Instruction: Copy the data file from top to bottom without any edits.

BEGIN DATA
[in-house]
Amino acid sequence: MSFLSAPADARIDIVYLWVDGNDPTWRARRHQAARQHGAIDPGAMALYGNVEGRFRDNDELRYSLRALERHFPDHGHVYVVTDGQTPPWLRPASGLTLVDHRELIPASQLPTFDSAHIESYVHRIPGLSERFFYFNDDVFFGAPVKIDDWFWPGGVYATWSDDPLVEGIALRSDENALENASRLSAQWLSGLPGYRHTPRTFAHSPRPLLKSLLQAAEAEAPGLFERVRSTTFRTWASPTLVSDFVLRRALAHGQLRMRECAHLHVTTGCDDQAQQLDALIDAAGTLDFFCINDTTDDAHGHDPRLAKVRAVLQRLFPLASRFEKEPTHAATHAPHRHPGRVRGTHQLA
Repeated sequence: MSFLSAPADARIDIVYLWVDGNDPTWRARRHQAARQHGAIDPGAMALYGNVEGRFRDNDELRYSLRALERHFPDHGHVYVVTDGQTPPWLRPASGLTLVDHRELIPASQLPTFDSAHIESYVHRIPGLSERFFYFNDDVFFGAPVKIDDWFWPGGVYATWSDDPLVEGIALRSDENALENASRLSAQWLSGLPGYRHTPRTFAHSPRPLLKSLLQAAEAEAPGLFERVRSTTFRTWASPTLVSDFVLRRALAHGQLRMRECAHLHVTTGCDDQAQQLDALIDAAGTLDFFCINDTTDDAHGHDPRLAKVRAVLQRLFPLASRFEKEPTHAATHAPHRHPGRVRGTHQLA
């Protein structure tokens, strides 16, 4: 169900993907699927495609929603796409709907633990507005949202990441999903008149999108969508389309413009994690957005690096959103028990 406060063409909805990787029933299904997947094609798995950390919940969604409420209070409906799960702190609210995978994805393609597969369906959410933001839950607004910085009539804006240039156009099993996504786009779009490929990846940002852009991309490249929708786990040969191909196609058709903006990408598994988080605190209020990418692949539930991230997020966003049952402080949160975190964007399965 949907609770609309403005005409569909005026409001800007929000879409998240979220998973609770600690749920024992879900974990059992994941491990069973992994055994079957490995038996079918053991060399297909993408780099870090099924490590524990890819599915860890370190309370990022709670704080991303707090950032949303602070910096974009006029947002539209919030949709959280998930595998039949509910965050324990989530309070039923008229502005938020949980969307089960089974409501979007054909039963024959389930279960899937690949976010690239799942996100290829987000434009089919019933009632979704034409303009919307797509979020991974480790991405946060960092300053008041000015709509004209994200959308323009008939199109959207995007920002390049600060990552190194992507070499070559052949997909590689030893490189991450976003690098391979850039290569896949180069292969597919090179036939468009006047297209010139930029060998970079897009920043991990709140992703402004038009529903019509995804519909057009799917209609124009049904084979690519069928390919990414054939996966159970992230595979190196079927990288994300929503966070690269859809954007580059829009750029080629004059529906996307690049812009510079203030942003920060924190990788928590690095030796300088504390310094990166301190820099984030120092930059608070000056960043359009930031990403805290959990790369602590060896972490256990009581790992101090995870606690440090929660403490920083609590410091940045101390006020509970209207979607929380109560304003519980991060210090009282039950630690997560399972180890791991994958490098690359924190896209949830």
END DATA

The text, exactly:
[in-house]
Amino acid sequence: MSFLSAPADARIDIVYLWVDGNDPTWRARRHQAARQHGAIDPGAMALYGNVEGRFRDNDELRYSLRALERHFPDHGHVYVVTDGQTPPWLRPASGLTLVDHRELIPASQLPTFDSAHIESYVHRIPGLSERFFYFNDDVFFGAPVKIDDWFWPGGVYATWSDDPLVEGIALRSDENALENASRLSAQWLSGLPGYRHTPRTFAHSPRPLLKSLLQAAEAEAPGLFERVRSTTFRTWASPTLVSDFVLRRALAHGQLRMRECAHLHVTTGCDDQAQQLDALIDAAGTLDFFCINDTTDDAHGHDPRLAKVRAVLQRLFPLASRFEKEPTHAATHAPHRHPGRVRGTHQLA
Repeated sequence: MSFLSAPADARIDIVYLWVDGNDPTWRARRHQAARQHGAIDPGAMALYGNVEGRFRDNDELRYSLRALERHFPDHGHVYVVTDGQTPPWLRPASGLTLVDHRELIPASQLPTFDSAHIESYVHRIPGLSERFFYFNDDVFFGAPVKIDDWFWPGGVYATWSDDPLVEGIALRSDENALENASRLSAQWLSGLPGYRHTPRTFAHSPRPLLKSLLQAAEAEAPGLFERVRSTTFRTWASPTLVSDFVLRRALAHGQLRMRECAHLHVTTGCDDQAQQLDALIDAAGTLDFFCINDTTDDAHGHDPRLAKVRAVLQRLFPLASRFEKEPTHAATHAPHRHPGRVRGTHQLA
């Protein structure tokens, strides 16, 4: 169900993907699927495609929603796409709907633990507005949202990441999903008149999108969508389309413009994690957005690096959103028990 406060063409909805990787029933299904997947094609798995950390919940969604409420209070409906799960702190609210995978994805393609597969369906959410933001839950607004910085009539804006240039156009099993996504786009779009490929990846940002852009991309490249929708786990040969191909196609058709903006990408598994988080605190209020990418692949539930991230997020966003049952402080949160975190964007399965 949907609770609309403005005409569909005026409001800007929000879409998240979220998973609770600690749920024992879900974990059992994941491990069973992994055994079957490995038996079918053991060399297909993408780099870090099924490590524990890819599915860890370190309370990022709670704080991303707090950032949303602070910096974009006029947002539209919030949709959280998930595998039949509910965050324990989530309070039923008229502005938020949980969307089960089974409501979007054909039963024959389930279960899937690949976010690239799942996100290829987000434009089919019933009632979704034409303009919307797509979020991974480790991405946060960092300053008041000015709509004209994200959308323009008939199109959207995007920002390049600060990552190194992507070499070559052949997909590689030893490189991450976003690098391979850039290569896949180069292969597919090179036939468009006047297209010139930029060998970079897009920043991990709140992703402004038009529903019509995804519909057009799917209609124009049904084979690519069928390919990414054939996966159970992230595979190196079927990288994300929503966070690269859809954007580059829009750029080629004059529906996307690049812009510079203030942003920060924190990788928590690095030796300088504390310094990166301190820099984030120092930059608070000056960043359009930031990403805290959990790369602590060896972490256990009581790992101090995870606690440090929660403490920083609590410091940045101390006020509970209207979607929380109560304003519980991060210090009282039950630690997560399972180890791991994958490098690359924190896209949830």